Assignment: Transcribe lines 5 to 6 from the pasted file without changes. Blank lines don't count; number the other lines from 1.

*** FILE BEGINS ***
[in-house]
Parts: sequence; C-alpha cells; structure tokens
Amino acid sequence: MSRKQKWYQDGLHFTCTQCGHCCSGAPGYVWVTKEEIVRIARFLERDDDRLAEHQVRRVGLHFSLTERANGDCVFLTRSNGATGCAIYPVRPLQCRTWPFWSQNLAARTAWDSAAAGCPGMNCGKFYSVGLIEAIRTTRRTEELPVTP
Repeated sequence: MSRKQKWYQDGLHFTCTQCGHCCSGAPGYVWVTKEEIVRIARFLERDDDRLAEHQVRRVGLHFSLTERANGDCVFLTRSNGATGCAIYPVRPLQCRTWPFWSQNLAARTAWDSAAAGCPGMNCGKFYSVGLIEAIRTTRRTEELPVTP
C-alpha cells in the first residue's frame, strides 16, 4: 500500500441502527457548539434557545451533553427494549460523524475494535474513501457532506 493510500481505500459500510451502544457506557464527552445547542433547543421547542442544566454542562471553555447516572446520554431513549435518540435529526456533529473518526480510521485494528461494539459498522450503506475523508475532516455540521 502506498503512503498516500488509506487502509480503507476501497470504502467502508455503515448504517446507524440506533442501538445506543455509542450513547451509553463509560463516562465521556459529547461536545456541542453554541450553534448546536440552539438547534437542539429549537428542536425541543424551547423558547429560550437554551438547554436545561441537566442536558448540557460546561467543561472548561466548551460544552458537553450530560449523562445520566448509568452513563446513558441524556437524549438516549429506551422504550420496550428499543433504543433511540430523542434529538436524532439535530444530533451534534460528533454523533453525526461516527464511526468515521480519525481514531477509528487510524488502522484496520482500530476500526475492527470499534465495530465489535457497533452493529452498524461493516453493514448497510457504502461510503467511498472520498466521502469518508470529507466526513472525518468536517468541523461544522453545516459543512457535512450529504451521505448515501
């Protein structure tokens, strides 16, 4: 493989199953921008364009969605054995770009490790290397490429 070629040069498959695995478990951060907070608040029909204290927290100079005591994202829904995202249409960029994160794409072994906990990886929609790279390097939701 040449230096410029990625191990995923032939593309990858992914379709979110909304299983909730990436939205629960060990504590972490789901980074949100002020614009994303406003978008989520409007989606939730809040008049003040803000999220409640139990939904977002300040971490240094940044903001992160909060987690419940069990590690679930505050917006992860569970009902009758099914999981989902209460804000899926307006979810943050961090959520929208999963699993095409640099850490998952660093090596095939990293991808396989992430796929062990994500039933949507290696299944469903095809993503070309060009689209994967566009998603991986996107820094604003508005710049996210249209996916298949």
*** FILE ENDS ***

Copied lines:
C-alpha cells in the first residue's frame, strides 16, 4: 500500500441502527457548539434557545451533553427494549460523524475494535474513501457532506 493510500481505500459500510451502544457506557464527552445547542433547543421547542442544566454542562471553555447516572446520554431513549435518540435529526456533529473518526480510521485494528461494539459498522450503506475523508475532516455540521 502506498503512503498516500488509506487502509480503507476501497470504502467502508455503515448504517446507524440506533442501538445506543455509542450513547451509553463509560463516562465521556459529547461536545456541542453554541450553534448546536440552539438547534437542539429549537428542536425541543424551547423558547429560550437554551438547554436545561441537566442536558448540557460546561467543561472548561466548551460544552458537553450530560449523562445520566448509568452513563446513558441524556437524549438516549429506551422504550420496550428499543433504543433511540430523542434529538436524532439535530444530533451534534460528533454523533453525526461516527464511526468515521480519525481514531477509528487510524488502522484496520482500530476500526475492527470499534465495530465489535457497533452493529452498524461493516453493514448497510457504502461510503467511498472520498466521502469518508470529507466526513472525518468536517468541523461544522453545516459543512457535512450529504451521505448515501
């Protein structure tokens, strides 16, 4: 493989199953921008364009969605054995770009490790290397490429 070629040069498959695995478990951060907070608040029909204290927290100079005591994202829904995202249409960029994160794409072994906990990886929609790279390097939701 040449230096410029990625191990995923032939593309990858992914379709979110909304299983909730990436939205629960060990504590972490789901980074949100002020614009994303406003978008989520409007989606939730809040008049003040803000999220409640139990939904977002300040971490240094940044903001992160909060987690419940069990590690679930505050917006992860569970009902009758099914999981989902209460804000899926307006979810943050961090959520929208999963699993095409640099850490998952660093090596095939990293991808396989992430796929062990994500039933949507290696299944469903095809993503070309060009689209994967566009998603991986996107820094604003508005710049996210249209996916298949």